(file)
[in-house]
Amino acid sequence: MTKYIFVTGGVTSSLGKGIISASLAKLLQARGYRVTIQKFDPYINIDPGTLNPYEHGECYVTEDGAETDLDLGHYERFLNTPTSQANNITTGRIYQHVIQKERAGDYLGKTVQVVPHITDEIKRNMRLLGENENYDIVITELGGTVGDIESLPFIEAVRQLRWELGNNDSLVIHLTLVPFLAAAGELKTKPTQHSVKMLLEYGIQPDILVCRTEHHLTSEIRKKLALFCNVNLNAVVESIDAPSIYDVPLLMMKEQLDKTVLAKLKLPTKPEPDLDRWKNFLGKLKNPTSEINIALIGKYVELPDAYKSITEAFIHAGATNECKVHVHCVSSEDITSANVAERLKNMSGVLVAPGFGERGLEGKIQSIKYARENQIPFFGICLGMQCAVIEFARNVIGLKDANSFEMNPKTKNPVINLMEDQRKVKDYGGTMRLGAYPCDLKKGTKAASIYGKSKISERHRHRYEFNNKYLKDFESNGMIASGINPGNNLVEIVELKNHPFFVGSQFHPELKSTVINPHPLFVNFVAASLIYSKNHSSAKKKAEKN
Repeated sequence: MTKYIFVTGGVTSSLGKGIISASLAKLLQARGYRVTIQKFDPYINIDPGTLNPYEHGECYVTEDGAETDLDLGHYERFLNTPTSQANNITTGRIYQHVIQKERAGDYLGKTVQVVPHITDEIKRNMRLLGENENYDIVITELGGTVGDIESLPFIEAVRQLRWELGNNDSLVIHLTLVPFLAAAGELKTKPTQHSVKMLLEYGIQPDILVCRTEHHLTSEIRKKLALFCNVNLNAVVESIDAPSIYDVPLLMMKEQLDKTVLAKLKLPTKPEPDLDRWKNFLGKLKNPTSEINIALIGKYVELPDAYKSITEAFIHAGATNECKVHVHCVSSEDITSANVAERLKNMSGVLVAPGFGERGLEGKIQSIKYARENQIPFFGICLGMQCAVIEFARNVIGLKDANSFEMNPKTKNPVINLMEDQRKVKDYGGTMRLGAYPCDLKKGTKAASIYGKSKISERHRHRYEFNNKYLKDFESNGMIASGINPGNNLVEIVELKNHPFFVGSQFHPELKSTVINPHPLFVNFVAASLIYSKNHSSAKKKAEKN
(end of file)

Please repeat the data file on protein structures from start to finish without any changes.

[in-house]
Amino acid sequence: MTKYIFVTGGVTSSLGKGIISASLAKLLQARGYRVTIQKFDPYINIDPGTLNPYEHGECYVTEDGAETDLDLGHYERFLNTPTSQANNITTGRIYQHVIQKERAGDYLGKTVQVVPHITDEIKRNMRLLGENENYDIVITELGGTVGDIESLPFIEAVRQLRWELGNNDSLVIHLTLVPFLAAAGELKTKPTQHSVKMLLEYGIQPDILVCRTEHHLTSEIRKKLALFCNVNLNAVVESIDAPSIYDVPLLMMKEQLDKTVLAKLKLPTKPEPDLDRWKNFLGKLKNPTSEINIALIGKYVELPDAYKSITEAFIHAGATNECKVHVHCVSSEDITSANVAERLKNMSGVLVAPGFGERGLEGKIQSIKYARENQIPFFGICLGMQCAVIEFARNVIGLKDANSFEMNPKTKNPVINLMEDQRKVKDYGGTMRLGAYPCDLKKGTKAASIYGKSKISERHRHRYEFNNKYLKDFESNGMIASGINPGNNLVEIVELKNHPFFVGSQFHPELKSTVINPHPLFVNFVAASLIYSKNHSSAKKKAEKN
Repeated sequence: MTKYIFVTGGVTSSLGKGIISASLAKLLQARGYRVTIQKFDPYINIDPGTLNPYEHGECYVTEDGAETDLDLGHYERFLNTPTSQANNITTGRIYQHVIQKERAGDYLGKTVQVVPHITDEIKRNMRLLGENENYDIVITELGGTVGDIESLPFIEAVRQLRWELGNNDSLVIHLTLVPFLAAAGELKTKPTQHSVKMLLEYGIQPDILVCRTEHHLTSEIRKKLALFCNVNLNAVVESIDAPSIYDVPLLMMKEQLDKTVLAKLKLPTKPEPDLDRWKNFLGKLKNPTSEINIALIGKYVELPDAYKSITEAFIHAGATNECKVHVHCVSSEDITSANVAERLKNMSGVLVAPGFGERGLEGKIQSIKYARENQIPFFGICLGMQCAVIEFARNVIGLKDANSFEMNPKTKNPVINLMEDQRKVKDYGGTMRLGAYPCDLKKGTKAASIYGKSKISERHRHRYEFNNKYLKDFESNGMIASGINPGNNLVEIVELKNHPFFVGSQFHPELKSTVINPHPLFVNFVAASLIYSKNHSSAKKKAEKN